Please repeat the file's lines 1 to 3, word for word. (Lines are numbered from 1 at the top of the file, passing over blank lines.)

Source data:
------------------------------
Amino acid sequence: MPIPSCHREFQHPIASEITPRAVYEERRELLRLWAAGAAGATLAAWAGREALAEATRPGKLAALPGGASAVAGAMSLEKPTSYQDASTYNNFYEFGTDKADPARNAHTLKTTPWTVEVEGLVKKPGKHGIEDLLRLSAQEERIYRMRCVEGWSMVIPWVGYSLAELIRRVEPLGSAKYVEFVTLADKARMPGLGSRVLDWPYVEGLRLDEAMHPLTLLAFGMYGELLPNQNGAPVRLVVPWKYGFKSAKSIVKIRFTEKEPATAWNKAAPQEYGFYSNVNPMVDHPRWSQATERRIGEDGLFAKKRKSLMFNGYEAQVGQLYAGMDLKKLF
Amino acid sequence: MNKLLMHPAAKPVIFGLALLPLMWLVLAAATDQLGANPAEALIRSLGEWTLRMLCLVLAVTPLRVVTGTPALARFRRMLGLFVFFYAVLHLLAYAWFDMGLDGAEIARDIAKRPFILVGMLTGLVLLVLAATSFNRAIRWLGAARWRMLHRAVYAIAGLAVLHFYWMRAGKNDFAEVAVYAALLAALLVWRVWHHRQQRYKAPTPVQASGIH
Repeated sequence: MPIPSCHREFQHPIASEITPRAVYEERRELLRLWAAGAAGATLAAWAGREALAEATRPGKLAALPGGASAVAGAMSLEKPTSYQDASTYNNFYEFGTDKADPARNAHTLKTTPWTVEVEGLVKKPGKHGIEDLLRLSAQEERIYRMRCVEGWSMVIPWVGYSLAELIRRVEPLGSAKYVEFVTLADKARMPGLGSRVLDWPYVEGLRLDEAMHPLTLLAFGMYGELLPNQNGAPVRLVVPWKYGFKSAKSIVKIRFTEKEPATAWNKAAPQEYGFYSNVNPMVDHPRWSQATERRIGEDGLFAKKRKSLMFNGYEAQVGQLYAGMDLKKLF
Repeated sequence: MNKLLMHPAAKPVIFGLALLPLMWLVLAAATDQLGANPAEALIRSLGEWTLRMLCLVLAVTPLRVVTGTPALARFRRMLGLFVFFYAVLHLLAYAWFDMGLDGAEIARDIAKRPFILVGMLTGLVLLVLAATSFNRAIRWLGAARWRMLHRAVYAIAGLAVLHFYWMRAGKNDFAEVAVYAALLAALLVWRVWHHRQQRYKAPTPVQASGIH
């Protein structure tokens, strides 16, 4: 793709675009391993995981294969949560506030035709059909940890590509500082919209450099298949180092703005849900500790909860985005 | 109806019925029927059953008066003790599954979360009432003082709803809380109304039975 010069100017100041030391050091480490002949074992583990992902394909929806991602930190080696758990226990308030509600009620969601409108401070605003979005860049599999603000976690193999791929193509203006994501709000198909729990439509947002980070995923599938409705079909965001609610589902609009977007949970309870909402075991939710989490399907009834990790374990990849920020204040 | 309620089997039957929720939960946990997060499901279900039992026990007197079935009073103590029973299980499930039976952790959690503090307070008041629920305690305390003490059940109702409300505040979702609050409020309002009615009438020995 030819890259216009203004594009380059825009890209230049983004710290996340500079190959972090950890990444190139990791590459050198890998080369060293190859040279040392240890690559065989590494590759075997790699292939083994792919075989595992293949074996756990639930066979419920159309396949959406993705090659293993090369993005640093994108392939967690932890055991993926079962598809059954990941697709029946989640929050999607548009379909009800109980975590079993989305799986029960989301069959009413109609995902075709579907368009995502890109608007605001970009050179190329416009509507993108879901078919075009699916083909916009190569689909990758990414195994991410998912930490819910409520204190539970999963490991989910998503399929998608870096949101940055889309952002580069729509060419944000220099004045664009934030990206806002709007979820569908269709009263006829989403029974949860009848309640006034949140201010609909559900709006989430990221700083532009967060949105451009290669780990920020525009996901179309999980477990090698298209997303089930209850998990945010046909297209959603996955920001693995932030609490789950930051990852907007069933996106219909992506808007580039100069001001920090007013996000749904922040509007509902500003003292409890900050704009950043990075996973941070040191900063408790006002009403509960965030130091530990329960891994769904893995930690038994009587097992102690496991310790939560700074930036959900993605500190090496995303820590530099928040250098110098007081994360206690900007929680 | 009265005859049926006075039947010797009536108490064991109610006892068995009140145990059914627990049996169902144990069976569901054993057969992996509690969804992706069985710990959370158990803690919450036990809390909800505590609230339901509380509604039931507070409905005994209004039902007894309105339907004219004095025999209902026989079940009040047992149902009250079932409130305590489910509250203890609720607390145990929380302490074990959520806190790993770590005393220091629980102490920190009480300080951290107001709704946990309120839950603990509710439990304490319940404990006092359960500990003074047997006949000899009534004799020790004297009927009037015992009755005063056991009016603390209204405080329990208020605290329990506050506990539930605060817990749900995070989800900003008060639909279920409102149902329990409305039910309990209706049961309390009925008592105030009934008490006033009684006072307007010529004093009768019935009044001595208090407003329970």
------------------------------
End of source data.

Amino acid sequence: MPIPSCHREFQHPIASEITPRAVYEERRELLRLWAAGAAGATLAAWAGREALAEATRPGKLAALPGGASAVAGAMSLEKPTSYQDASTYNNFYEFGTDKADPARNAHTLKTTPWTVEVEGLVKKPGKHGIEDLLRLSAQEERIYRMRCVEGWSMVIPWVGYSLAELIRRVEPLGSAKYVEFVTLADKARMPGLGSRVLDWPYVEGLRLDEAMHPLTLLAFGMYGELLPNQNGAPVRLVVPWKYGFKSAKSIVKIRFTEKEPATAWNKAAPQEYGFYSNVNPMVDHPRWSQATERRIGEDGLFAKKRKSLMFNGYEAQVGQLYAGMDLKKLF
Amino acid sequence: MNKLLMHPAAKPVIFGLALLPLMWLVLAAATDQLGANPAEALIRSLGEWTLRMLCLVLAVTPLRVVTGTPALARFRRMLGLFVFFYAVLHLLAYAWFDMGLDGAEIARDIAKRPFILVGMLTGLVLLVLAATSFNRAIRWLGAARWRMLHRAVYAIAGLAVLHFYWMRAGKNDFAEVAVYAALLAALLVWRVWHHRQQRYKAPTPVQASGIH
Repeated sequence: MPIPSCHREFQHPIASEITPRAVYEERRELLRLWAAGAAGATLAAWAGREALAEATRPGKLAALPGGASAVAGAMSLEKPTSYQDASTYNNFYEFGTDKADPARNAHTLKTTPWTVEVEGLVKKPGKHGIEDLLRLSAQEERIYRMRCVEGWSMVIPWVGYSLAELIRRVEPLGSAKYVEFVTLADKARMPGLGSRVLDWPYVEGLRLDEAMHPLTLLAFGMYGELLPNQNGAPVRLVVPWKYGFKSAKSIVKIRFTEKEPATAWNKAAPQEYGFYSNVNPMVDHPRWSQATERRIGEDGLFAKKRKSLMFNGYEAQVGQLYAGMDLKKLF